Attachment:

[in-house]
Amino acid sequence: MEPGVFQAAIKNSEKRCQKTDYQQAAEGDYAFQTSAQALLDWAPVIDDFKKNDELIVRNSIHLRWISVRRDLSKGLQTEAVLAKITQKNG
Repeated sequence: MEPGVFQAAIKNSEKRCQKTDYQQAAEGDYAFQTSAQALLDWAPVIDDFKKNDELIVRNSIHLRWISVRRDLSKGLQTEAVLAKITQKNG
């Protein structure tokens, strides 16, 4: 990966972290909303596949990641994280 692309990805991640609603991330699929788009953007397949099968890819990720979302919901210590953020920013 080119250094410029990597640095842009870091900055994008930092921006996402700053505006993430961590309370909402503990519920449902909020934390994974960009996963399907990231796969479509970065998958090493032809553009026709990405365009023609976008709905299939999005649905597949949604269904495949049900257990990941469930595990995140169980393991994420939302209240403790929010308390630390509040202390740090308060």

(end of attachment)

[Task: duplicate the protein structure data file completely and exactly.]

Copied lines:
[in-house]
Amino acid sequence: MEPGVFQAAIKNSEKRCQKTDYQQAAEGDYAFQTSAQALLDWAPVIDDFKKNDELIVRNSIHLRWISVRRDLSKGLQTEAVLAKITQKNG
Repeated sequence: MEPGVFQAAIKNSEKRCQKTDYQQAAEGDYAFQTSAQALLDWAPVIDDFKKNDELIVRNSIHLRWISVRRDLSKGLQTEAVLAKITQKNG
């Protein structure tokens, strides 16, 4: 990966972290909303596949990641994280 692309990805991640609603991330699929788009953007397949099968890819990720979302919901210590953020920013 080119250094410029990597640095842009870091900055994008930092921006996402700053505006993430961590309370909402503990519920449902909020934390994974960009996963399907990231796969479509970065998958090493032809553009026709990405365009023609976008709905299939999005649905597949949604269904495949049900257990990941469930595990995140169980393991994420939302209240403790929010308390630390509040202390740090308060």